My patient was already severely anaemic when she rang up saying she felt faint. You don’t have to be a medic to know that this is not a good sign, and for this (and other reasons) she needed urgent assessment at the hospital.
But the on-call consultant at the local hospital was not able to accept her – he couldn’t. “We’ve got no isolation rooms, an eight-hour wait and patients queuing outside the department,” he said.
It probably wasn’t his fault. In fact, I know it’s not, because I also know our hospitals are overwhelmed – how is he (or anybody else) meant to do their job properly?
Here’s a reality check: contrary to statements that the NHS “could” be overwhelmed by Omicron next month, I can say for a fact that it’s already happened. It’s here. We’re living through it.
But that doesn’t mean that it grinds to a halt. What it does mean is that doctors, nurses and other frontline healthcare workers are being forced to make more and more risky compromises.
I had another patient who waited hours overnight in A&E and never got seen. Another day, I called an ambulance for a baby who’d turned blue – it never came. Last week, my colleague had to keep a patient in the isolation room and monitor her all day – because the hospital couldn’t accept the referral.
And, last month, there was someone with an acute hip injury referred to orthopaedics who got a letter in the post with an appointment fixed up for next May – a six-month delay. I found it almost funny – I laughed. That’s because the patient with the acute hip injury was me.
These examples may not sound like very much, but to me, they are markedly out of the ordinary. This is not usual practice; I have never worked in circumstances like this before.
A patient told me last week that he had had “excellent” care in the hospital. I was so surprised that I responded with, “really?” It’s not that it’s a shock that people are still getting good care – but the infrastructure is not there when it comes to referrals. It is disorientating for GPs like me; general practice is not meant to function in isolation.
From my day-to-day experience, it’s not the people with Covid that are accounting for the huge workload but all the other people – the ones that haven’t been seen properly for the last 18 months.
Even now, during this current Covid surge, the inpatient data shows that the number of people in hospitals with Covid accounts for just 4.7 per cent of the beds available in England. The other 95.3 per cent of beds are occupied by non-Covid patients.
According to the data from NHS England, there were 4.13 million fewer elective procedures and 28.62 million fewer outpatient attendances than usual between April 2020 and October 2021. Right now, there are nearly nearly six million people on the waiting list for surgery.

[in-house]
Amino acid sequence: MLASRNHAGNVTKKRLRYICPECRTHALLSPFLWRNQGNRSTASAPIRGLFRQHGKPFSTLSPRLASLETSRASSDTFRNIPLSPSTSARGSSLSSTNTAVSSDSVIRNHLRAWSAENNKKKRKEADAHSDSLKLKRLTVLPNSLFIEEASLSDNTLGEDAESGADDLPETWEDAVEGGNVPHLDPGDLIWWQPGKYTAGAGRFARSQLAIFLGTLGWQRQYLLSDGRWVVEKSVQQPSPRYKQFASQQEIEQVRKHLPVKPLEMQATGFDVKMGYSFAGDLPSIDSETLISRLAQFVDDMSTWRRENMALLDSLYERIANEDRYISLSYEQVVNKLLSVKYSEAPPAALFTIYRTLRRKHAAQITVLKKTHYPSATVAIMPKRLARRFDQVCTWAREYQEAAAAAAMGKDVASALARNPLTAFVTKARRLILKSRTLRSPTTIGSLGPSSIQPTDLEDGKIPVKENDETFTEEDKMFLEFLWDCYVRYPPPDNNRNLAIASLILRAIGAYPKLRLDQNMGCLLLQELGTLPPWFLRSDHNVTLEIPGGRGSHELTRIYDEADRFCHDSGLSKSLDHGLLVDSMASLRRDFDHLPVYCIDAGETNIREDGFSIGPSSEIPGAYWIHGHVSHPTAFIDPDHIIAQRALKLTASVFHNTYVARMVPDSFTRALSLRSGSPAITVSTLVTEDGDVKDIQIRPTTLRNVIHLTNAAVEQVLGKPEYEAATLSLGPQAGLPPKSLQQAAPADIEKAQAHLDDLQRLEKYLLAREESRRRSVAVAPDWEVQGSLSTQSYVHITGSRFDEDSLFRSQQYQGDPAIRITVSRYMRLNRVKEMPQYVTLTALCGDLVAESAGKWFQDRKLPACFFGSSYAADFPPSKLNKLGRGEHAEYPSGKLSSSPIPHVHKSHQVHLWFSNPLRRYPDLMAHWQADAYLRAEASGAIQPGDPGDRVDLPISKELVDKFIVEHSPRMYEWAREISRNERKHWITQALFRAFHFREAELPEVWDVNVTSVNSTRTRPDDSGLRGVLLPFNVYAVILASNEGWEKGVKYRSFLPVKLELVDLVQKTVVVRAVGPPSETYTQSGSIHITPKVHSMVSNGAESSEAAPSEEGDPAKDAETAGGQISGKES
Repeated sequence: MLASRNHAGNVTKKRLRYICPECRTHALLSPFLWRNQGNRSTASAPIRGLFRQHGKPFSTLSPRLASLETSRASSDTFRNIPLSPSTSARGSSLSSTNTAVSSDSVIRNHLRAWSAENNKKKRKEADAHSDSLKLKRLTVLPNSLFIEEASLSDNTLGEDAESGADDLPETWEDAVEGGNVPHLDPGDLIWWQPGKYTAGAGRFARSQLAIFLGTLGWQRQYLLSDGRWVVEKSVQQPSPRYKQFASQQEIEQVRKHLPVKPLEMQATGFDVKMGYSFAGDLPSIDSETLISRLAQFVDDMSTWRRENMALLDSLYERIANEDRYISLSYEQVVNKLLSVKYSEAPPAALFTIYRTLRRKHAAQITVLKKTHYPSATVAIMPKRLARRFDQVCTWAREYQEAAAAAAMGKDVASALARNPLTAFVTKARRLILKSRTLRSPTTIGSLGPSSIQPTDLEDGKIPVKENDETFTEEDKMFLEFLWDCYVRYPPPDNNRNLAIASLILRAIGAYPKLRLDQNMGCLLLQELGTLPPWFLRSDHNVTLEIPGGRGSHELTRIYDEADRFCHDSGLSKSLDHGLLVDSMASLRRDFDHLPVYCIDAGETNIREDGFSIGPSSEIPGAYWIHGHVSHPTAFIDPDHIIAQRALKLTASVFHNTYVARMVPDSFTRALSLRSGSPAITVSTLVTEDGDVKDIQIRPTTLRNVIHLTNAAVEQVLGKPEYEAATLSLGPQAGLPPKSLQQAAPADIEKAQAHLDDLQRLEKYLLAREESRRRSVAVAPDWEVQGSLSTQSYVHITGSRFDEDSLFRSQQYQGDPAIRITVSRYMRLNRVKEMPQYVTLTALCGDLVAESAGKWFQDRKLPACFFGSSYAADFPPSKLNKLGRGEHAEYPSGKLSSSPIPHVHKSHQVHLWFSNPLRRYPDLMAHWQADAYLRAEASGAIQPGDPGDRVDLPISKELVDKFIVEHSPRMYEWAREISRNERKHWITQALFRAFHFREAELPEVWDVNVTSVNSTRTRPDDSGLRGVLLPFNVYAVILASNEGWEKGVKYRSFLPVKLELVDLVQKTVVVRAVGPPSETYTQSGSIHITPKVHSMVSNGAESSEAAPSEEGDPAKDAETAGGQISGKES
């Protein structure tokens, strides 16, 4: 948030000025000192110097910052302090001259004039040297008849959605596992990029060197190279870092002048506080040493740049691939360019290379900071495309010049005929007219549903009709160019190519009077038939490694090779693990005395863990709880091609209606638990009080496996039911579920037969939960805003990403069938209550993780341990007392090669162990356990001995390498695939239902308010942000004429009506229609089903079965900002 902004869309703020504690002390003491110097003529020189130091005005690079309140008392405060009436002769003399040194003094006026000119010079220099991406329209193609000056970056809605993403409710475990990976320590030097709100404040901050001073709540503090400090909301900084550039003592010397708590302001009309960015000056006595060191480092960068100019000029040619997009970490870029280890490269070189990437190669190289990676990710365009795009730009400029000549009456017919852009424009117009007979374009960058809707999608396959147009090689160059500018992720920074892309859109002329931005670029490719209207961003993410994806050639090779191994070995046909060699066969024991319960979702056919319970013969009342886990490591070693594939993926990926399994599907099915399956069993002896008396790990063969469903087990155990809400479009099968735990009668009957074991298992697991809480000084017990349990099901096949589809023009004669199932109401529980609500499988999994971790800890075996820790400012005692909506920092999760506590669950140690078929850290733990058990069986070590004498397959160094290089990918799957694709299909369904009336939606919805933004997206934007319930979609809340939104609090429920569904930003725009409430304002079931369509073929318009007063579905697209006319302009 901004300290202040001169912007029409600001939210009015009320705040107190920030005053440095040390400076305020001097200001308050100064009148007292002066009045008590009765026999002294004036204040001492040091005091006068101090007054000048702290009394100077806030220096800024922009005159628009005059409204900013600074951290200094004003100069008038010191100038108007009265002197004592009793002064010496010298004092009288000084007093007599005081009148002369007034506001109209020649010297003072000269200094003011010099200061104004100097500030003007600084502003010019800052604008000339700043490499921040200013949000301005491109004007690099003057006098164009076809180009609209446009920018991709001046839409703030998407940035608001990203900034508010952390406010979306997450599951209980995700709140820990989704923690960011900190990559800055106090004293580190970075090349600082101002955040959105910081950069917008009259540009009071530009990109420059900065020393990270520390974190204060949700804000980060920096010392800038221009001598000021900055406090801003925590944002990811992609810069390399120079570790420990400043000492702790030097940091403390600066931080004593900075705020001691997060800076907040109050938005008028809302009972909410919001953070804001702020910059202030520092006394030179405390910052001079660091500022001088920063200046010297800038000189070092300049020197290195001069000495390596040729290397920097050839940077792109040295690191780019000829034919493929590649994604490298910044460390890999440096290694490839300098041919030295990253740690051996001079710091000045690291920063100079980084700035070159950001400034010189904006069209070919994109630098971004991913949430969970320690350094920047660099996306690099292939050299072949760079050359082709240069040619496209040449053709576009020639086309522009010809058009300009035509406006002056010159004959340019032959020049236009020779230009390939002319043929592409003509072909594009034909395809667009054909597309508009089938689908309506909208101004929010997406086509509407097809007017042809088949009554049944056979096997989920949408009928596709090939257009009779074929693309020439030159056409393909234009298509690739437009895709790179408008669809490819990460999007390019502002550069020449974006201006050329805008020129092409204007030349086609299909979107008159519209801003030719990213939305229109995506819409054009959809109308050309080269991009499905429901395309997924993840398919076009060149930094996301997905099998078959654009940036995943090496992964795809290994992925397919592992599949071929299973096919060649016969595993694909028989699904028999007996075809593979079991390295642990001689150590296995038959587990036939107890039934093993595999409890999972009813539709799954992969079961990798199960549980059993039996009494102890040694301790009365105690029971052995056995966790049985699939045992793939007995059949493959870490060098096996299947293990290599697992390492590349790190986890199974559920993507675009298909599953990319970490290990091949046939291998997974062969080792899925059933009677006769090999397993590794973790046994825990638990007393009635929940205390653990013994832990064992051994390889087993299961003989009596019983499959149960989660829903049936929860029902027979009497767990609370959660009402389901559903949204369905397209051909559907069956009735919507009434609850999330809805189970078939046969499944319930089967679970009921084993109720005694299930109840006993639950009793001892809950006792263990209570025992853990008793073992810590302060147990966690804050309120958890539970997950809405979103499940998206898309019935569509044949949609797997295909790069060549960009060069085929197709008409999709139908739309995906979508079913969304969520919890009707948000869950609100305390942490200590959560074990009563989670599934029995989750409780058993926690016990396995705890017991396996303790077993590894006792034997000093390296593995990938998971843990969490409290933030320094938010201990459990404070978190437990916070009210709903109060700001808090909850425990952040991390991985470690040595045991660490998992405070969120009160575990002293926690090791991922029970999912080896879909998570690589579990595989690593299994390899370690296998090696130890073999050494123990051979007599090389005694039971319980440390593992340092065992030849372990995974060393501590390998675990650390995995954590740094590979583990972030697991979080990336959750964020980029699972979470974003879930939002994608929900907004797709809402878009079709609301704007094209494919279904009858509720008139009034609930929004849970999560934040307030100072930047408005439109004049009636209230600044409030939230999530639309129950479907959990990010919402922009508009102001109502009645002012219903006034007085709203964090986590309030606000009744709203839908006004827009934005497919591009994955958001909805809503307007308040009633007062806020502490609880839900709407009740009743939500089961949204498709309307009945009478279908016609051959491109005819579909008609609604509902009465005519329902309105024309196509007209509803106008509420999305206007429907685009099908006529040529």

If the doctor and nurse workforce literally doubled tomorrow, I think it would still take a full year to catch up – the real workforce to sort out this year’s work, and the fantasy one to deal with last year’s.
As well as the increase in the number of patients on the waiting list for surgery, we also all know that waiting times have increased. I’ve joined the more than 2 million people waiting over 18 weeks for an appointment, but there are 312,000 people who have waited more than 12 months – a 237-fold increase on the figures from before the pandemic started.
It’s hard to interpret waiting list figures and compare them to what’s normal. But when I know that I can’t reliably refer patients to A&E, that I can’t rely on an ambulance to come for a sick child or expect an acute injury to be seen for six months, it gives a sense of the reality of the healthcare all of us can expect right now.
“And what’s the answer?” a friend of a friend asked the other night, not interested in the details of my lived experience, but wanting to cut to the solution.
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I don’t know. Even in fantasy, I don’t have an answer. Don’t get sick?
I could say don’t come in with “silly” problems, but I think that’s what general practice is for, to help people resolve their worries about their health. So do come in with your problems to general practice – definitely.
Maybe advising everyone not to work too hard, not to eat too much and to walk at least an hour a day would help. Chat to friends. If everyone did this, it would cut down on loads of health issues and that would really help everyone. Easily said but hard to do. Save the NHS, anyone?
Dr Berenice Langdon is a GP and author of ‘Learning Microbiology through Clinical Consultation’